"Our mission is to deliver excellent teaching, facilities and student experience with staff across the University working hard to achieve this. That hard work is reflected in a Silver TEF rating and the award for 'Most Improved Student Experience' in the Times Higher Education awards.
"We deliver a range of activities to support employability and enterprise including the option of a guaranteed work experience, volunteering and real-world projects. The impact of this was shown in last year's Destination of Leavers from Higher Education Survey (DLHE), which showed that 97.5 per cent of Staffordshire University graduates were employed or in further study.
"Staffordshire University's performance in the Guardian League Tables, combined with our other successes, mean we can afford to be proud of our achievements and our University. However, we are aware there is work to do to maintain and build on our position."
Professor Kathryn Mitchell, Vice-Chancellor of the University of Derby, said:
“To achieve our highest ever ranking of 29th in The Guardian league tables is an outstanding achievement. A key focus of these ranking are student experience, student satisfaction and employability - values which have always been at the heart of our institution.
“As a Gold TEF rated institution, this additional recognition from the Guardian reaffirms our excellence in learning and teaching quality, meeting the needs of a diverse student population through innovative ways of engaging with students. These rankings follow the recent news that the University is ranked second in the Higher Education Policy Institute (HEPI) university fair access table, which measures how successful individual universities have been in trying to widen access to students from all backgrounds.
“Within the last month the University has been shortlisted for two teaching quality awards; Teaching and Learning Strategy of the Year in the prestigious Times Higher Education Leadership and Management Award (THELMA) and the second for outstanding teaching in Global Teaching Excellence Awards (GTEA).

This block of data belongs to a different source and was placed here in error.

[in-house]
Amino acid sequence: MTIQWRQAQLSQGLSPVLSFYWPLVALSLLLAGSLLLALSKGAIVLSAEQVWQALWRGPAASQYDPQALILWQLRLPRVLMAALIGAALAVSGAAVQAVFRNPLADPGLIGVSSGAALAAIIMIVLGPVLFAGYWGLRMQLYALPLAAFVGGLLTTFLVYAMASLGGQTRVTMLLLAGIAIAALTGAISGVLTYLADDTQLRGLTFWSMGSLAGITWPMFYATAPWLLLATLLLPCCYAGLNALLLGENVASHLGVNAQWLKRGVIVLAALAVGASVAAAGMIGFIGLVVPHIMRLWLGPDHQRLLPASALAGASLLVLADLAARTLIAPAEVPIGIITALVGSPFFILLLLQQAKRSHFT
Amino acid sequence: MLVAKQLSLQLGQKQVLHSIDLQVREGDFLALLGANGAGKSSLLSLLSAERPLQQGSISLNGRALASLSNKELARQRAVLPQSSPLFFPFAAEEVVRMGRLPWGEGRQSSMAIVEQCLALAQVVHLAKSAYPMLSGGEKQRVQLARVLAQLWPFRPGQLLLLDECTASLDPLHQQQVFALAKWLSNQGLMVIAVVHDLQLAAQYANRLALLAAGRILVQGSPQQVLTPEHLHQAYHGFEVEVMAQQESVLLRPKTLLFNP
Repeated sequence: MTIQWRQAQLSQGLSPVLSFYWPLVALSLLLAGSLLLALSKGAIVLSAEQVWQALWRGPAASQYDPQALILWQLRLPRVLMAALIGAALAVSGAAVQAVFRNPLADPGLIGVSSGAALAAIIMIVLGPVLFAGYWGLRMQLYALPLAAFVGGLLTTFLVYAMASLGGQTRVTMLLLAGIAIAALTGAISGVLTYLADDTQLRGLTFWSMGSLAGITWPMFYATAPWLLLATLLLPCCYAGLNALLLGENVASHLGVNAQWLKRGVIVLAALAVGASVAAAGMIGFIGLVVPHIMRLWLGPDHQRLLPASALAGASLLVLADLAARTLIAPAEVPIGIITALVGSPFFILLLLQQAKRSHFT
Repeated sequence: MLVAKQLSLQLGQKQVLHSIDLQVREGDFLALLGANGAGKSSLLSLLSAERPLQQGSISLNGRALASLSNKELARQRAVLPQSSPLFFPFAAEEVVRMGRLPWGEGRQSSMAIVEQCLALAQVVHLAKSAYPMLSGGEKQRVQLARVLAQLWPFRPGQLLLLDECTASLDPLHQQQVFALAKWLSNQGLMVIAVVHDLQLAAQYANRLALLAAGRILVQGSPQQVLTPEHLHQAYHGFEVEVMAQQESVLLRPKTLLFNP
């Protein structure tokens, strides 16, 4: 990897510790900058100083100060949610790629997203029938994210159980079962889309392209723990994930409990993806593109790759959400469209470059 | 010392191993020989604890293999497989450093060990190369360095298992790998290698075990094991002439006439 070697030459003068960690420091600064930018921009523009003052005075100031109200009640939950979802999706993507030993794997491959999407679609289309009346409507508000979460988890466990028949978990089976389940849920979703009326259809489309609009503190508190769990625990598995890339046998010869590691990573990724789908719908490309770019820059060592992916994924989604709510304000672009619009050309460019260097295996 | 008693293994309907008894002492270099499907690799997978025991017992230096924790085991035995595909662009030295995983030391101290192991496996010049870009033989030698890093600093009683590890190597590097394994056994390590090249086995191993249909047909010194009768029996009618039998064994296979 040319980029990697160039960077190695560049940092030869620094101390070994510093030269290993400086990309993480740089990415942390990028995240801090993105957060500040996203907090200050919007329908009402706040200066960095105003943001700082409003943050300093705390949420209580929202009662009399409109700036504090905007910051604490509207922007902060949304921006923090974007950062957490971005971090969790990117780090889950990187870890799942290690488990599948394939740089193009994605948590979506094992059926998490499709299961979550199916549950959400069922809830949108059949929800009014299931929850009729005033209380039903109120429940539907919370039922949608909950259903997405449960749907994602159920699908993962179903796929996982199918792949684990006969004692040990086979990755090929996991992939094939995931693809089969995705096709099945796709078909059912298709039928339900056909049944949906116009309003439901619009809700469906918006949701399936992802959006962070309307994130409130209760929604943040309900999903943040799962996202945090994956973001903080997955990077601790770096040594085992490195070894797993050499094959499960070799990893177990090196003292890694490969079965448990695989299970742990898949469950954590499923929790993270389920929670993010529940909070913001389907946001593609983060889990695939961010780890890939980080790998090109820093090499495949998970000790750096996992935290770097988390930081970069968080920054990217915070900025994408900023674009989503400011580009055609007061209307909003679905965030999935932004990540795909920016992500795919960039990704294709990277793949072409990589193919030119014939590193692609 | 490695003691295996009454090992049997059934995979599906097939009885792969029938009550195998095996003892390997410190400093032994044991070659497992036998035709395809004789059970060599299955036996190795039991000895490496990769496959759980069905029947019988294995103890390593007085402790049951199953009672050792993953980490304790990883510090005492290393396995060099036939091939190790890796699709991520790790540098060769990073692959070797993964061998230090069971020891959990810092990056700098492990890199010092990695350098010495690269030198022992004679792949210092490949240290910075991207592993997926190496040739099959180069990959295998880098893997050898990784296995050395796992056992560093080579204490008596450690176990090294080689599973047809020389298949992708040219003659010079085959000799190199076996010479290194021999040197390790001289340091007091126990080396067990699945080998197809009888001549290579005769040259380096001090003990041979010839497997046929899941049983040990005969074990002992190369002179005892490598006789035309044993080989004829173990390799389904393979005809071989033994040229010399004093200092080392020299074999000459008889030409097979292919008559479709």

“A strategic focus for the University over the past two years has been working with our students and our regional employers to assure appropriate employment opportunities and support the regional economy. We are delighted to see that the University has shown significant improvement in career prospects in this year’s rankings, rising by 10.3 per cent compared to the sector average of 1.8 per cent. We believe that our sustained efforts to provide relevant work experience/opportunities in each of our courses means that our graduates have learned the theory, put it into practice and, importantly, have the attributes and behaviours needed to thrive in the workplace.
“As a modern University, we are well-placed to adapt and shape our curricula to meet the needs of the global economy and accordingly to develop graduates with the skills employers need and in the future. Alignment to the Industrial Strategy and the needs of our region are foremost in our minds when we are developing our courses.
“There is increased competition within our sector but at the University of Derby we have focussed on delivering an enhanced student experience underpinned by excellence in teaching and research quality, career prospects and value for money and we believe offer our students a rich experience where they can thrive.”